Item description for The Hidden Harbor Mystery (Hardy Boys, Book 14) by Franklin W. Dixon & J. Clemens Gretter...
Overview The Hardy Boys were sons of a celebrated American detective, and from their father they were fired with zeal to bring the criminals to justice. During their hours away from school, and their vacations days, they followed up clues they unearthed themselves. In The Hidden Harbor Mystery, the Hardy Boys head South to settle a feud. Recommended for ages 8 to 14.
Publishers Description The fourteenth book in the Hardy Boys series, originally published in 1935. In this book, the Hardy Boys head South to settle a feud.
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Studio: Applewood Books
Est. Packaging Dimensions: Length: 7.82" Width: 5.2" Height: 1.17" Weight: 0.86 lbs.
Release Date Feb 1, 2003
Publisher Applewood Books
Series Hardy Boys
ISBN 1557092729 ISBN13 9781557092724
Availability 0 units.
More About Franklin W. Dixon & J. Clemens Gretter
Franklin W. Dixon was the pseudonym devised by Edward Stratemeyer for the author of a series of mystery books he was developing which became the Hardy Boys series. The first book, The Tower Treasure, originally published in 1927, was written by Leslie MacFarlane who went on to write 19 more, including #2 through #16. In all, there are 58 titles in the original Hardy Boys Mysteries series published between 1927 and 1979 written by 17 different men and women. Many of the books were later revised, adding another four "Franklin W. Dixons" to the total.
Franklin W. Dixon has published or released items in the following series...
Reviews - What do customers think about The Hidden Harbor Mystery (Hardy Boys, Book 14)?
Super Mystery Jun 27, 2008
Excellent book for people of all ages. Good reading & fast paced without any gimics.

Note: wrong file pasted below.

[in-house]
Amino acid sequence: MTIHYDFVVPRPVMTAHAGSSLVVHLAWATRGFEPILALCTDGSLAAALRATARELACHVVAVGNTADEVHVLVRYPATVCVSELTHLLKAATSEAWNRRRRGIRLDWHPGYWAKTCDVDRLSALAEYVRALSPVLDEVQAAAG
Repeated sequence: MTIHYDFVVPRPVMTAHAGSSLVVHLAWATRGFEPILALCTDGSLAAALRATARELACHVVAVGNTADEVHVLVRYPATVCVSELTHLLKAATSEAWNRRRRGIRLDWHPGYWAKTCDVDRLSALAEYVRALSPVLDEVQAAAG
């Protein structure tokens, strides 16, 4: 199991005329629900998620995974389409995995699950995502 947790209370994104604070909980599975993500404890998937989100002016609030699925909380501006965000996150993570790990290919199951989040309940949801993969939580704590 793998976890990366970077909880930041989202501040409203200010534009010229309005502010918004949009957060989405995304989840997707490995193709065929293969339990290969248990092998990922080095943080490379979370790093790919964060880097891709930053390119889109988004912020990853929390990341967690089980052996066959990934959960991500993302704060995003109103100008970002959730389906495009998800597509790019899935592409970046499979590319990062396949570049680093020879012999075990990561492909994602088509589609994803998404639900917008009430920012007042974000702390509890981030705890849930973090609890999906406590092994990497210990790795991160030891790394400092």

Excellent story! Nov 12, 2007
This is an excellent book! It is one of my favorite books in the Hardy Boys series. The story takes place in Georgia with a man named Bart Worth asking Joe and Frank Hardy for help. Mr. Worth is going to court with a man named Samuel Blackstone. Mr. Blackstone is suing Mr. Worth for a story included in the newspaper owned by Mr. Worth. The story accused Mr. Blackstone's ancestors of getting rich by smuggling and piracy. Mr. Worth needs Joe and Frank to find proof that Mr. Blackstone's descendents did get their money this way.
The Hardy boys decide to camp outside the Blackstone property and spy. Mr. Blackstone's house is on a very large piece of land belonging to the Blackstone family. Half of the land belongs to Mr. Blackstone and half belongs to Mr. Ruel Rand. There is a pond on the land, but no one knows who owns it. When the original owner died, the will was not clear about the boundary line. One night, Joe and Frank hear Mr. Blackstone and Mr. Rand arguing loudly about who owns the pond. They saw, through the window, Mr. Blackstone hit Mr. Rand over the head with a vase. They quickly go to the door of the house and ask to talk to Mr. Blackstone. His servant lets the boys inside.
Mr. Blackstone is sitting in his room reading a book. When asked what happened, he says Mr. Rand is not there and there have been no other visitors. The Hardy boys call the police anyway to report what they saw. When the police arrive, Mr. Blackstone says Mr. Rand is on a trip to Storm Island.
The Hardy boys decide to explore the pond because they want to know why the pond is so special. While they are swimming in the pond, they see a weird creature similar to an alligator, but bigger. They escape and decide to figure out what it is, later.
Frank wonders if Mr. Rand is really on Storm Island, so they rent a boat and go to Storm Island to find Mr. Rand. While they are exploring the island, someone cuts the rope which tied their ship to the rocks. When they discover what had happened, the ship was out of swimming reach so now they are marooned on the island. In the distance they see a speed boat speeding off.
Will the Hardy boys be able to get off the island? Who cut the rope? Who was on that speed boat? What was that creature in the pond? Where is Mr. Rand? Is it true that Mr. Blackstone's wealth came from piracy?
Read the book to find out the answers. Once you start reading, you won't be able to stop! Every chapter is full of action and surprise.
Why a Harbor Would Hide Aug 20, 2006
As I'm sure you know, most harbors are not at all hidden. They are quite obvious.
In Washington State, for example, the northwesternmost point in the lower 48 states was called Flattery Point, because its discoverer flattered himself into thinking that there would be a great harbor beyond it. Of course, there was: Puget Sound.
Now, a friend had told me that the reason it was called "Flattery Point" was because, since it is a "land's end," that flattery would get you nowhere. That is not the reason this point is called Flatery Point.